After five days of traveling around Micronesia, it’s time to summarize some of the things that have happened in the last two weeks.

Prior to leaving for the OneReef Micronesia trip, Rosania, Gloria and I from the Helen Reef Resource Management Program had attended the Palau Climate Change Meeting hosted by the Palau International Coral Reef Center (PICRC). This meeting brought together scientists, representatives of the government, local organization staff, and community members. The two presentations given were presented by Ann Kitalong and Umai.

The first presentation by Ann Kitalong was titled, “Gaps and Needs Analysis towards a Climate Change Policy Framework”. To my best knowledge, this group gathered here today had previously met to discuss the objectives of their meetings. The overall objective was to validate key findings, with the driving force behind their efforts being community empowerment to build upon social networks to communicate, coordinate, share data, funds, and know-hows.

The information presented on Palau’s CO2 emissions easily showed that Palau must invest in sustainable energy management and place solid guidelines and regulations for energy consumption. From 1994 to 2005, there has been an increase in the energy sector by 334%. Energy is mainly used as distillate fuel for power generation, buses, trucks and the now over 8,500 cars on the islands. Palau is among one of the highest in carbon emitters in Micronesia.

Ann also talked about the necessity to gather already existing data from every organization in Palau and to then standardize the information. Further points made during her talk focused on:

  • Combating natural and man-made disasters (using historical blue prints to aid with coastal protection—appreciating the natural protection from coral reefs and mangroves along the coast)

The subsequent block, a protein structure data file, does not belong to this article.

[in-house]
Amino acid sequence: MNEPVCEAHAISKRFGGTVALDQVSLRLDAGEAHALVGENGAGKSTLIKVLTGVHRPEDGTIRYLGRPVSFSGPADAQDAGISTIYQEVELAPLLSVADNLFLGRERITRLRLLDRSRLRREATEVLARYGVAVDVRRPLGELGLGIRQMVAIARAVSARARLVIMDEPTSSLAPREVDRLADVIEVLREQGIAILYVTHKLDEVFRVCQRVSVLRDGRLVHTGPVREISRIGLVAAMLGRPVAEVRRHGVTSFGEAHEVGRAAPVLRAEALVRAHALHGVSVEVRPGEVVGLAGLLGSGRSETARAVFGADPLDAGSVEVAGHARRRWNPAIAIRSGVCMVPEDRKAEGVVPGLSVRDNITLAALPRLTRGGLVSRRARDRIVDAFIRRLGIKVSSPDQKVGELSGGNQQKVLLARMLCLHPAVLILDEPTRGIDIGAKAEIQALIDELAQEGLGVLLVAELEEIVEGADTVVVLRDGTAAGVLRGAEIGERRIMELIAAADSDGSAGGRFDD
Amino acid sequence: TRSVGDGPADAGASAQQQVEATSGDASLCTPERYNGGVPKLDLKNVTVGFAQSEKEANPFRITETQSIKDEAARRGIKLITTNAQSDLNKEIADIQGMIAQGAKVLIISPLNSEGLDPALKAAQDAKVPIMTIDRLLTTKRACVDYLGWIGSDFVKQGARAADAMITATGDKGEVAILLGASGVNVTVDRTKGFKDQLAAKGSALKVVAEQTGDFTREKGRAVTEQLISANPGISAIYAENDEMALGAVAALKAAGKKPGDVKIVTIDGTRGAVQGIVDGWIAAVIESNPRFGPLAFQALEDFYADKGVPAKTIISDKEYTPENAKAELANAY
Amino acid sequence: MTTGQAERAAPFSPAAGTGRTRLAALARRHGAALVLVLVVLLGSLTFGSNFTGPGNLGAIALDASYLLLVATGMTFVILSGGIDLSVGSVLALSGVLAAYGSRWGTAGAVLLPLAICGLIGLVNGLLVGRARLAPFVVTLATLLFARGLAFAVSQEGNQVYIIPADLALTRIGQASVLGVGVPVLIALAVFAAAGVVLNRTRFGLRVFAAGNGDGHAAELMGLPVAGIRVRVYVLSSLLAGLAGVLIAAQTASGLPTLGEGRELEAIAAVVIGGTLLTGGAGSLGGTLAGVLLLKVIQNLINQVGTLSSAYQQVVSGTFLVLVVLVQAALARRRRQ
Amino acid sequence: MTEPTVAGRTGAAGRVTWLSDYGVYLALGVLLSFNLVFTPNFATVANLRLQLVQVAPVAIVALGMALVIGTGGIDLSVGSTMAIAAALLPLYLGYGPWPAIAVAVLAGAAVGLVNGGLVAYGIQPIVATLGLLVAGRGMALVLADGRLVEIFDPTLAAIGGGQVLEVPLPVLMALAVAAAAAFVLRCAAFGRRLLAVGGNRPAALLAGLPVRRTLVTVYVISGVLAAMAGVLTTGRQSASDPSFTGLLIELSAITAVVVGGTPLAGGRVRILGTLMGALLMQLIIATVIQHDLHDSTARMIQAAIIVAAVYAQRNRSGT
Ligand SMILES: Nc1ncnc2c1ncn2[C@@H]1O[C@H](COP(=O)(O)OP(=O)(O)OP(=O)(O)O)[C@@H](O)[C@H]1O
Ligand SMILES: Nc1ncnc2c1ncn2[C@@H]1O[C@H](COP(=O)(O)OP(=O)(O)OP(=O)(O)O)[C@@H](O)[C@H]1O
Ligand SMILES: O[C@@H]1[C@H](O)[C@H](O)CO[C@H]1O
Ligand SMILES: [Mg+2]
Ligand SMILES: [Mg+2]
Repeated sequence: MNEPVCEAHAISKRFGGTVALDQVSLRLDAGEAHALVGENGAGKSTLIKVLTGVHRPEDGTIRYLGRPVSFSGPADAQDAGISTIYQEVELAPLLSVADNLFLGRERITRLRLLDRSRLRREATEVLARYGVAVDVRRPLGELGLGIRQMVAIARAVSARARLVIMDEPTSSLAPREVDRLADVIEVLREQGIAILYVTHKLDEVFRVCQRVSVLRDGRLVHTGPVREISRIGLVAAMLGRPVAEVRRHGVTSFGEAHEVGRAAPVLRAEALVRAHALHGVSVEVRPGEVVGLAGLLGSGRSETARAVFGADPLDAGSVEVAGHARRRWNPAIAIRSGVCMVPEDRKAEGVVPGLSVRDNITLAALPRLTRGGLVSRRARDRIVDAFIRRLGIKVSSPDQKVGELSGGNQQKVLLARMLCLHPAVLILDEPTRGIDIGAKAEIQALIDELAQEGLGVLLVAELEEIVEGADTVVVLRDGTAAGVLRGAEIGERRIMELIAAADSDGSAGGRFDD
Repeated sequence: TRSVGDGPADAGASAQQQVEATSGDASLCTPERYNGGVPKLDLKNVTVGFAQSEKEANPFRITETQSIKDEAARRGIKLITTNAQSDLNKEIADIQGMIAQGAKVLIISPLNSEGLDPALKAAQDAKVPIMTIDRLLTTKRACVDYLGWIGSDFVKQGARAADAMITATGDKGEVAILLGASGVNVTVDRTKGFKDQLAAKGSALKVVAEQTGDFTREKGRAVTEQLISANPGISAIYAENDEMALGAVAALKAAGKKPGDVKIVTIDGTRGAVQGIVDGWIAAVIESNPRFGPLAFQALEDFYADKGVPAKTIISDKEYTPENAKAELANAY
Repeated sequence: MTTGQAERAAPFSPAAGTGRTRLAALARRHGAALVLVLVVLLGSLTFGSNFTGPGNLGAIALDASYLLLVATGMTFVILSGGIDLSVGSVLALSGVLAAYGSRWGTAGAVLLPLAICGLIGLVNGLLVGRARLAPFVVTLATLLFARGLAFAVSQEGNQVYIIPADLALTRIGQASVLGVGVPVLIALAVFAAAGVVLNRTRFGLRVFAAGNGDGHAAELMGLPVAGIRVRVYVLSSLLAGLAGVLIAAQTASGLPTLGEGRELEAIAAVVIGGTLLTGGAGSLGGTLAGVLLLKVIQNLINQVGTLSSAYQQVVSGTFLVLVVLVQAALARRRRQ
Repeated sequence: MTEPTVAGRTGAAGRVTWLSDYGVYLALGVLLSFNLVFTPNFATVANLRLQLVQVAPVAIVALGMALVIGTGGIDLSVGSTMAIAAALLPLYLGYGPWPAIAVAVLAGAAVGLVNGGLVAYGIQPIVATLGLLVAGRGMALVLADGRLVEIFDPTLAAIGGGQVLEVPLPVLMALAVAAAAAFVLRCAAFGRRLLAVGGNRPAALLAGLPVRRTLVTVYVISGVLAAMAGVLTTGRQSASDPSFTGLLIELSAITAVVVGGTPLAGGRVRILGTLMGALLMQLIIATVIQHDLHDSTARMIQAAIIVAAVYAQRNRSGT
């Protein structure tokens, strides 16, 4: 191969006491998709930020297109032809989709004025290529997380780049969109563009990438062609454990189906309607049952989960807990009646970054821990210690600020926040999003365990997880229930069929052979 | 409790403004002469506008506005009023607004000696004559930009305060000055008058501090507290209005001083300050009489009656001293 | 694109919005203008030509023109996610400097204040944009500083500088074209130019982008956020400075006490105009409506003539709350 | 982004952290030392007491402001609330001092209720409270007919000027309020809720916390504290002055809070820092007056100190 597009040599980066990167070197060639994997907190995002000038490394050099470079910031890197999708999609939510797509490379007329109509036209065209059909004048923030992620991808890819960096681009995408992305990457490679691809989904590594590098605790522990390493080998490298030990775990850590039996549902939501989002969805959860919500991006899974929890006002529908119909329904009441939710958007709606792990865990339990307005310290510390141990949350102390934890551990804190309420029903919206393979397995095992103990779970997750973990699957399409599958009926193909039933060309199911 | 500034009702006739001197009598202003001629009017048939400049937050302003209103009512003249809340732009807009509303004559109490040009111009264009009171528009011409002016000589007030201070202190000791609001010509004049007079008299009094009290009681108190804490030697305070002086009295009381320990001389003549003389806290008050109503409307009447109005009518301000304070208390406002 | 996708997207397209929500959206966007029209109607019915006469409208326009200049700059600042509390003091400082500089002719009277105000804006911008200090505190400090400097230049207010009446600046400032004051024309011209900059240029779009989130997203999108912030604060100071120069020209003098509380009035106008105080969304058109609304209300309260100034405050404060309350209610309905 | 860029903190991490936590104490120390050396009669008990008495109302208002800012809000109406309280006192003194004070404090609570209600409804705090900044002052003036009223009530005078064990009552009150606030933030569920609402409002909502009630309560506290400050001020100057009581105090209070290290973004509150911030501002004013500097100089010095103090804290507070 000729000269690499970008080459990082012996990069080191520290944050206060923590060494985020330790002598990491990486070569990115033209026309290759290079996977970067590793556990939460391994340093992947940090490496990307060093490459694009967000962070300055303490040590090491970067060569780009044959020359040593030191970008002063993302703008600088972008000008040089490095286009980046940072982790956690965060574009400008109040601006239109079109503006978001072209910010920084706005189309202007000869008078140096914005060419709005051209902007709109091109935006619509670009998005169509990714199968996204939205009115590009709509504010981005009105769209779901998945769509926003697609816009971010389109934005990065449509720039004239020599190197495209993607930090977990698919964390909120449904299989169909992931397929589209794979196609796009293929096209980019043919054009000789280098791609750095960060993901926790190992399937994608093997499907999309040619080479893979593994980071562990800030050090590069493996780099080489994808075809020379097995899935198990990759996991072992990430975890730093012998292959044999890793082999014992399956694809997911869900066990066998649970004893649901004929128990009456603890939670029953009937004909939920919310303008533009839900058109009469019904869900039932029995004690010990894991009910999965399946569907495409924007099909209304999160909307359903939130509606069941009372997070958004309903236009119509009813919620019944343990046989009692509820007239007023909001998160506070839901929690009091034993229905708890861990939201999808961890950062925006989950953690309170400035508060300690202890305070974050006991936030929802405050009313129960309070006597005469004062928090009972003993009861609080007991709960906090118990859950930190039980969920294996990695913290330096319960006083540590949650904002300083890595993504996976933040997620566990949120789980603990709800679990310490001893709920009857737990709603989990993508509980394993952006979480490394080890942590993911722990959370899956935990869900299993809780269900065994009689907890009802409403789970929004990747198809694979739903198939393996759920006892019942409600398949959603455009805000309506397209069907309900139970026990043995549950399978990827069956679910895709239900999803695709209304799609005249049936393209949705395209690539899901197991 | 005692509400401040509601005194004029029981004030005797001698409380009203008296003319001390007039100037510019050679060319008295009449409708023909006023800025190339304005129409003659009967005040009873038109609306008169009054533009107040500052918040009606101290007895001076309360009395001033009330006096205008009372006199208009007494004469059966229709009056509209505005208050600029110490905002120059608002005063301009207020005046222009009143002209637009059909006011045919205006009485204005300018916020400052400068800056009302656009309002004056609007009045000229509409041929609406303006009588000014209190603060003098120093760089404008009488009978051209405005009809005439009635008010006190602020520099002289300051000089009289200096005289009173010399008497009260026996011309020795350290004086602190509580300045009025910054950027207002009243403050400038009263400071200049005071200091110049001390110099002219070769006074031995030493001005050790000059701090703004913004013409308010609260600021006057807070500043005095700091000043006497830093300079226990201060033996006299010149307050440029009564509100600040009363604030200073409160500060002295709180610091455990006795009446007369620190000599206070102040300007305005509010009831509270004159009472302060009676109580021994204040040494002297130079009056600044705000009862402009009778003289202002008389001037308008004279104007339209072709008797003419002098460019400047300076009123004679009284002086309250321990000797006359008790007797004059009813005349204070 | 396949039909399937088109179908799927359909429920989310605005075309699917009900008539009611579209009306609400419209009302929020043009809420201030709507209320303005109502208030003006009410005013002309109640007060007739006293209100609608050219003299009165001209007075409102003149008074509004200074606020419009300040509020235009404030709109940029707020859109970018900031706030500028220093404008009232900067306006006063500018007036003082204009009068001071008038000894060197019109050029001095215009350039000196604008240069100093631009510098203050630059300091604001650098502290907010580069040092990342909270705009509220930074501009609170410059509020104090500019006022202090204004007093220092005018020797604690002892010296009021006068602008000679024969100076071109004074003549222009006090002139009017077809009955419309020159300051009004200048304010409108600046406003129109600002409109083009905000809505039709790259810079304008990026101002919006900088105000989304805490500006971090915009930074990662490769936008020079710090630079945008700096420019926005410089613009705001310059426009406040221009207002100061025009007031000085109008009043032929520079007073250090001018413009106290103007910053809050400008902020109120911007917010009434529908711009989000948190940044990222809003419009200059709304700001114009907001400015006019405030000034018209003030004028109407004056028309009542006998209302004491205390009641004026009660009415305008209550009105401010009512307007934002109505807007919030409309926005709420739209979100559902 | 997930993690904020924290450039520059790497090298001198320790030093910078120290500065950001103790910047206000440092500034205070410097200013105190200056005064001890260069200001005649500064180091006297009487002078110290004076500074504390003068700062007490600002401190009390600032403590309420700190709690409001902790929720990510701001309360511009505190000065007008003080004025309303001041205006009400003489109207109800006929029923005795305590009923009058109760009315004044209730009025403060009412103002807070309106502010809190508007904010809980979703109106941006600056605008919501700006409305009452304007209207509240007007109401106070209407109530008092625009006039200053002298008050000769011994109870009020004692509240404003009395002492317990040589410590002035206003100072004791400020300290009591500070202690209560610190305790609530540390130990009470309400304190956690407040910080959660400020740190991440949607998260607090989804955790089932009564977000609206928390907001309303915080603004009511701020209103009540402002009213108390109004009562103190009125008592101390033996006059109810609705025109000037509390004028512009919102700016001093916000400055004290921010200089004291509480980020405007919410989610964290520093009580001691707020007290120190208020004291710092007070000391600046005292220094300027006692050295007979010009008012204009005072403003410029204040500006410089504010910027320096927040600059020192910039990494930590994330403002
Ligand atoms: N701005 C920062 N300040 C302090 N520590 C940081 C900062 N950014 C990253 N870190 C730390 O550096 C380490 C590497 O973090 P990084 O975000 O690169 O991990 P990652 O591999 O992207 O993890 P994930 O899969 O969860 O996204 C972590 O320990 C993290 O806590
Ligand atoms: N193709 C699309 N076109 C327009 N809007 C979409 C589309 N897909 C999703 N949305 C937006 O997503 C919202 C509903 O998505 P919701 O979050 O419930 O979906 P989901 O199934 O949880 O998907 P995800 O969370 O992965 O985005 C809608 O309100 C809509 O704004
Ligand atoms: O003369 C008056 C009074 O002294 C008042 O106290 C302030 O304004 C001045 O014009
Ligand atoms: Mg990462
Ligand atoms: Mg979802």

• The importance of improving waste management (the need to build a national landfill and hazardous waste facility with sustainable finance mechanisms, developing a zero-waste policy, and reducing Palau’s plastics dependency)
  • Watersheds of Babeldaob
  • Food security (developing and implementing a food security policy and improving land use planning)
  • Energy resources (financial incentives, building code standards, using smart grids)
  • Alternative energy (Palau wants 20% alternative and renewable energy by 2020—currently at 3%)
  • Scientific data and technology
  • Economic strategies (diversification of tourism products and other sectors, cost-benefit analysis of tourism industry)
  • Biodiversity (updating and endorsing the National Biodiversity Strategic Action Plan, the Sustainable Lang Management Policy, environmental policies, integrating climate change and disaster risk management into PAN Management Plans, and the need for public transit)

One statistic that was brought up that caught my attention was that of the education sector. 20% of elementary school students do not finish eight consecutive years of school and 50% of high school students don’t finish four consecutive years of school. Thus, one of the main priorities should be to encourage the youth to continue their academic careers and career aspirations.

Umai talked about the “Palau Climate Change Policy Framework”. Policy should define the position of the government and other stakeholders on the issues of climate change. The focus should be mainstreaming; pursuing sustainable development through the UNFCCC and the Kyoto Protocol, as well as understanding and responding to the adverse impacts of climate change. In order to mainstream, people should consult with the Palau Conservation Society’s (PCS).

The morning’s talks finished by bringing up the upcoming supermoon event—this event is noteworthy since there are certain areas in Koror where people are unable to bathe during Spring tide and during rain events, due to inundation of their homes and contamination of their water systems. This supermoon would be an event to watch as it may cause notably high high tides.

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